In this course, veteran math educators and classical school academic leaders Andrew Elizalde and Bill Carey describe the way mathematics should be recovered and renewed as a liberal art and therefore as a humanities subject. Andrew not only traces the history of mathematics education, but also notes how it slowly deteriorated in America. Most importantly, Andrew shows how mathematics can be taught effectively using traditional, classical pedagogies that should engross and delight most students. Andrew advocates teaching math as something beyond a mere utilitarian skill, but rather as a way of understanding the world.
Questions addressed in this course include:
- Why should mathematics be regarded as a humanities art?
- What were the distinctive principles and practices of a classical mathematics curriculum?
- What went wrong in American mathematics education?
- What are the practical ways that one teaches math classically?
- What are the advantages and challenges of using the Singapore method of teaching math?
Andrew Elizalde earned his BA at Depauw University in Indiana, where he graduated Phi Beta Kappa and magna cum laude, earned a math major, physics minor, and religious studies minor, and received the H.E.H. Greenleaf Award as the most outstanding 2001 graduate of the school’s mathematics program. He later obtained a teaching credential from California State University Long Beach with a professional-clear qualification for his coursework regarding exceptional children and technology integration. His teaching experience includes work in both public and private schools in subjects ranging from 5th grade mathematics to advanced calculus and physics. His past work in classical education has most notably included reforming mathematics programs and building professional learning communities through meaningful professional development. Andrew is glad to now be serving Covenant Classical School in Fort Worth, Texas, as the dean of academics. Additionally, Andrew also offers consulting services to classical Christian schools and has been a keynote speaker at both the ICS Math and Science Lyceum and SCL annual conferences. Andrew and his wife, Brooke, have three daughters and attend Fort Worth Presbyterian Church.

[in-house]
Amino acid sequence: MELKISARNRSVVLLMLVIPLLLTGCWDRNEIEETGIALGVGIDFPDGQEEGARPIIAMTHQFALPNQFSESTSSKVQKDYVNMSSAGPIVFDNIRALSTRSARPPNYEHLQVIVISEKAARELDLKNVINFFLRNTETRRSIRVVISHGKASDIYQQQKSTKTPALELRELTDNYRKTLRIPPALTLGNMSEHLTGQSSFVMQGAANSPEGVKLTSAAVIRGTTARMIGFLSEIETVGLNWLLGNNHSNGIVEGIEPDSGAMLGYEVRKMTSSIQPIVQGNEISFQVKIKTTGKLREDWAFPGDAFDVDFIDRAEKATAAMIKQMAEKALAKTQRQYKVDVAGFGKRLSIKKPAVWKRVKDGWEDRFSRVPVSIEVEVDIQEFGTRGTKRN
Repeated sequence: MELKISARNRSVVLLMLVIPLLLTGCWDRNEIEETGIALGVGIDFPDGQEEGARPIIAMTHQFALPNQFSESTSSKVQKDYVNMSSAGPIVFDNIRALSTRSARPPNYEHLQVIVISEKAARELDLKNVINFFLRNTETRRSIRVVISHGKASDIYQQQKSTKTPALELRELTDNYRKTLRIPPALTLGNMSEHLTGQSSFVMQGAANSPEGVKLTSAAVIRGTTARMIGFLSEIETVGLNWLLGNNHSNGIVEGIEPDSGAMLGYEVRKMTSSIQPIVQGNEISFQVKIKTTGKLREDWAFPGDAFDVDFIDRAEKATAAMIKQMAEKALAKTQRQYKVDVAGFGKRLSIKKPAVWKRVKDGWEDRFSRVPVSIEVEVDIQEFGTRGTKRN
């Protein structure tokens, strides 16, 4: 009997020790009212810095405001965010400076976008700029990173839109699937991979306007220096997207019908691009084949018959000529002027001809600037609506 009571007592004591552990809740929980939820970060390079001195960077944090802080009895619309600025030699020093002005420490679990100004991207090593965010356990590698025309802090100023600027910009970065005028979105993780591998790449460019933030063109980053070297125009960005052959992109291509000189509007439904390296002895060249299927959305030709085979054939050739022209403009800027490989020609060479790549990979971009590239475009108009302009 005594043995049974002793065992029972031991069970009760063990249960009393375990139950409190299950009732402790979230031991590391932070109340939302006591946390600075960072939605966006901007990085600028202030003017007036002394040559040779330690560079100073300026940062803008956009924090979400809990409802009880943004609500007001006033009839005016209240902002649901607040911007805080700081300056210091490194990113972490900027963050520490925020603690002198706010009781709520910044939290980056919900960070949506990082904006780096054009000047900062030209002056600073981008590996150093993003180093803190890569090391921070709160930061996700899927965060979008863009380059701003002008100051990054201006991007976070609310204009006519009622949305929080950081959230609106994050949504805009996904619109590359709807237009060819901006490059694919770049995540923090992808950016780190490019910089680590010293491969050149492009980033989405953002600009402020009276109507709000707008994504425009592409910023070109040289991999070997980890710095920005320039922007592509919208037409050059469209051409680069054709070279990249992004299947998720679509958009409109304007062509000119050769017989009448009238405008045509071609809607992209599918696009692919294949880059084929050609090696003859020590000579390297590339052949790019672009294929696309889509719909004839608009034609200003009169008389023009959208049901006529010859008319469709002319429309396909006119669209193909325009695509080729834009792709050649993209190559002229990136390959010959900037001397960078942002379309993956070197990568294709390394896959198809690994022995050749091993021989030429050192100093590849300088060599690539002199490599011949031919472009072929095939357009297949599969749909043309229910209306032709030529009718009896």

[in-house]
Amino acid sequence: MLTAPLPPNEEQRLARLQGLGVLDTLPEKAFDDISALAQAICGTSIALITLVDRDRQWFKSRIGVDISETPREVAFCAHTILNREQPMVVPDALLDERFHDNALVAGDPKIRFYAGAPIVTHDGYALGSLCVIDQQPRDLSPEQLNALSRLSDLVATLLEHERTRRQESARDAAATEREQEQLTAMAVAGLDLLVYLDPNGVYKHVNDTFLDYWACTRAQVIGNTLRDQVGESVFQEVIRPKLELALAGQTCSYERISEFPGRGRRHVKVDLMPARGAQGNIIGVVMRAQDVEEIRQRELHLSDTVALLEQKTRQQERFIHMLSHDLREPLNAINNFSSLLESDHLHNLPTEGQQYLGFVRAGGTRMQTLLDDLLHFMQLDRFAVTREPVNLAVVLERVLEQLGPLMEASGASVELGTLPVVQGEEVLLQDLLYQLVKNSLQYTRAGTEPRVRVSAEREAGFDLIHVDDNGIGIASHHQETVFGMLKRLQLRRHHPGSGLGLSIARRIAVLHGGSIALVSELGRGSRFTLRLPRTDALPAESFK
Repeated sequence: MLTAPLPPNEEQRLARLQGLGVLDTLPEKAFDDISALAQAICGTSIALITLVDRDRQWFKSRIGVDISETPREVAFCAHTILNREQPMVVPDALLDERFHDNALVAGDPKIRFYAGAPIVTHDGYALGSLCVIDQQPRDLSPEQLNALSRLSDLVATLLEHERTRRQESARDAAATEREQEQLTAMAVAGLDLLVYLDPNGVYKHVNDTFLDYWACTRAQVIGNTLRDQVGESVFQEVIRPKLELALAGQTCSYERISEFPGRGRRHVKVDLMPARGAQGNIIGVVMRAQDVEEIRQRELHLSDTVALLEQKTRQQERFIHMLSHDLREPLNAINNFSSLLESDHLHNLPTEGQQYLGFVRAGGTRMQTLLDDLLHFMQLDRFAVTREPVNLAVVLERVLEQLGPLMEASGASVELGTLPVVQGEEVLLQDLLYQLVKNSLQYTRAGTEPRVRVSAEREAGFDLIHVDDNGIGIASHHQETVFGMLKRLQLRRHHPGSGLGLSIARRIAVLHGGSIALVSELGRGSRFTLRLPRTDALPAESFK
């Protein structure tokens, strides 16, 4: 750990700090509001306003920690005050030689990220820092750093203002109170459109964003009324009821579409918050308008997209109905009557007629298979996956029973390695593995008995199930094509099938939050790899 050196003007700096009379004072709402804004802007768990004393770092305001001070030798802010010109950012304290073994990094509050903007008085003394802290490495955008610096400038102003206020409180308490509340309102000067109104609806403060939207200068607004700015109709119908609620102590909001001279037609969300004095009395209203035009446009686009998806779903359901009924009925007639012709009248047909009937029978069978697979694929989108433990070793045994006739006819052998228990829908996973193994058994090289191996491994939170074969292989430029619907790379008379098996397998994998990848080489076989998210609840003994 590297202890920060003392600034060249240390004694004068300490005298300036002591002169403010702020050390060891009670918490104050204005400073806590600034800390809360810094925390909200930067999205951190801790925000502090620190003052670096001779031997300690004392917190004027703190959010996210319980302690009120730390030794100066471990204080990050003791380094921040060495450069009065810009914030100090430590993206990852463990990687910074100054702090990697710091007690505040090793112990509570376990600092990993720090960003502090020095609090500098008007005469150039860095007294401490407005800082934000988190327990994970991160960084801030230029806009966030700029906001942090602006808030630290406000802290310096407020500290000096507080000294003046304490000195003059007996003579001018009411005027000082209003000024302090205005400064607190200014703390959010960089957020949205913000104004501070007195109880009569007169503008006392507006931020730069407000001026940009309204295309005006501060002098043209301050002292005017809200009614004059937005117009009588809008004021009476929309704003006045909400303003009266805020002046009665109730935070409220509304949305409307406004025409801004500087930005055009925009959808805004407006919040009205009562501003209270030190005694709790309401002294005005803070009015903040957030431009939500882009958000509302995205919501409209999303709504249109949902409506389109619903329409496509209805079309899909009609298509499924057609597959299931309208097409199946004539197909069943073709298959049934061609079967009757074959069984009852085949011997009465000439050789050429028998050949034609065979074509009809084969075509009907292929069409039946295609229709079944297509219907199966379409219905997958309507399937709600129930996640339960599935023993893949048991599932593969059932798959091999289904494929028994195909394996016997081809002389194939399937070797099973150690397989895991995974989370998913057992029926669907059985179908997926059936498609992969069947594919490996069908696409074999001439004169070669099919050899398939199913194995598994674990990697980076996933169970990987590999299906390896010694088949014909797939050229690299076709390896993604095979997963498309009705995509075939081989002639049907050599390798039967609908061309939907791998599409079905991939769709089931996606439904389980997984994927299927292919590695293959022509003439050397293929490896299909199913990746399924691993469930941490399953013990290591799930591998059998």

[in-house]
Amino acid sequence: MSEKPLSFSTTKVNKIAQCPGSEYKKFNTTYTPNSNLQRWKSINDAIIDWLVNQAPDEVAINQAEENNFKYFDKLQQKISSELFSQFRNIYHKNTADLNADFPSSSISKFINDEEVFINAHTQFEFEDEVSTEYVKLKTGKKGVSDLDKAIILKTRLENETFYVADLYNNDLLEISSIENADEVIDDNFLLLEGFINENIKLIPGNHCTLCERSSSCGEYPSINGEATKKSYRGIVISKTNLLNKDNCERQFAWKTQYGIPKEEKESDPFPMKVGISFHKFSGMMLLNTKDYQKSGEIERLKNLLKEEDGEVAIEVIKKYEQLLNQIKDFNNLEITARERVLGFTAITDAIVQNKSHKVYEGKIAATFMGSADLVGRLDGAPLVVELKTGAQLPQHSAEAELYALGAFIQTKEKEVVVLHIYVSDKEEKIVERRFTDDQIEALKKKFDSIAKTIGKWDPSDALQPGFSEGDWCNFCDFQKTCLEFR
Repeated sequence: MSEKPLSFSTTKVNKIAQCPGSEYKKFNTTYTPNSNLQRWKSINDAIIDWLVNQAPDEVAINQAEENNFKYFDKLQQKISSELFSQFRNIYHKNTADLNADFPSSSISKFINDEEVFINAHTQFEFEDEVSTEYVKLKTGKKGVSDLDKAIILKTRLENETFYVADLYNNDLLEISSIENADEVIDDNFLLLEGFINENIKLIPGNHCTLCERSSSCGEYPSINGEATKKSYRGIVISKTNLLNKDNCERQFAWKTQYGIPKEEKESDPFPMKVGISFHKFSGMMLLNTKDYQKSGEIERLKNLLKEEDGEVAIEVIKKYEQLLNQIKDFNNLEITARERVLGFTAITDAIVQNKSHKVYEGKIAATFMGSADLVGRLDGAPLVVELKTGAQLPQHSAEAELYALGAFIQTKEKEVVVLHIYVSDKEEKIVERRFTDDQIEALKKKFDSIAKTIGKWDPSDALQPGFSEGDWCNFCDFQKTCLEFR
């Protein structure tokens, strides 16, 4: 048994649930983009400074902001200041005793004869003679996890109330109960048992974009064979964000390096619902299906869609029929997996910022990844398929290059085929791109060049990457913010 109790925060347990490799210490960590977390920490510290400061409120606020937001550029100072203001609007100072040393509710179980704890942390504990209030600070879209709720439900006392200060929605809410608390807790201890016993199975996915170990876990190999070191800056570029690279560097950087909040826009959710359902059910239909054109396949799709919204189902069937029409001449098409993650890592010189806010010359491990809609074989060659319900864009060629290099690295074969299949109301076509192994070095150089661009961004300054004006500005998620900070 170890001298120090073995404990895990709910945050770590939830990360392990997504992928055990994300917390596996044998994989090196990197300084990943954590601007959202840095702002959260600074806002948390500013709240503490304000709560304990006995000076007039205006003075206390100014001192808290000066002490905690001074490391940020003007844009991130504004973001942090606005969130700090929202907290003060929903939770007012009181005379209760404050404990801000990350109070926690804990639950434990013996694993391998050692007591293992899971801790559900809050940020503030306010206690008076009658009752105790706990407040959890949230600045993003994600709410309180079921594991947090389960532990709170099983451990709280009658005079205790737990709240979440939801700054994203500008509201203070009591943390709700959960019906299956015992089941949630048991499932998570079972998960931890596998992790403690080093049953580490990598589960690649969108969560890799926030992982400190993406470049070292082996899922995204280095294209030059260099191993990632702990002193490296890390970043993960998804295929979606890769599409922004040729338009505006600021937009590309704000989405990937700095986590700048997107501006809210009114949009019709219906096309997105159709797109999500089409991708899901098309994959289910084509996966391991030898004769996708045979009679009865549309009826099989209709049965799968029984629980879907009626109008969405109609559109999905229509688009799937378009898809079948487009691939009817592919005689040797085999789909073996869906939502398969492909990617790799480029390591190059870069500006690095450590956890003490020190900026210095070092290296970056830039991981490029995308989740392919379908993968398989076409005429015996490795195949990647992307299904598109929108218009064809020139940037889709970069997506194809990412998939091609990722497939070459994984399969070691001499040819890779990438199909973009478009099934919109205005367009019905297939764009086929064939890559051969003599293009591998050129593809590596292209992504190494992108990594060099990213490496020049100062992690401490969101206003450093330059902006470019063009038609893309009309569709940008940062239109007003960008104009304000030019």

Bill Carey has been involved in the life of Ad Fontes Academy in Centreville, Virginia, since he was in high school. He assisted his father at the weekly Latin Club and took Ad Fontes students to many certamina and conventions. At the University of Virginia he studied the classics, focusing on Latin. Fresh from college, he joined the Ad Fontes faculty, where he taught Latin, calculus, formal logic, physics, and (for a few months) senior thesis. After five years of teaching, Bill took a sabbatical writing computer programs for a defense contractor to better understand how adults think about and use mathematics. Always drawn to the classroom, he went on to teach a year of physics and classics courses at George Mason and now runs the Techne Society. After seven years he gladly rejoined the full-time faculty at Ad Fontes to teach math and science. Bill is married to Maren Carey, also a teacher, and they both worship at Lord of Life Lutheran Church in Fairfax and Clifton.
To obtain a certification credit for this course, simply complete each presentation lesson or discussion in the course (by marking it complete or by taking the quiz) and then also take the certification test at the end of the course. The quizzes are designed to ensure that you have understood the essential content of each presentation, and they can be taken more than once if necessary. The cumulative certification test at the end of the course is given as a pass/fail test and requires that you upload one or more essays demonstrating your understanding of the course. (Please note that essays are simply evaluated by word count.) When you have completed the course, a certificate that you can print or email will become available within “My Courses” (accessible under “Courses” in the main menu when you are signed in as an active subscriber).
We recommend previewing the essay question within the end of course test before starting the course. This will help in guiding your note taking as you progress through the course. Please allow approximately 2 weeks for essay submissions to be reviewed.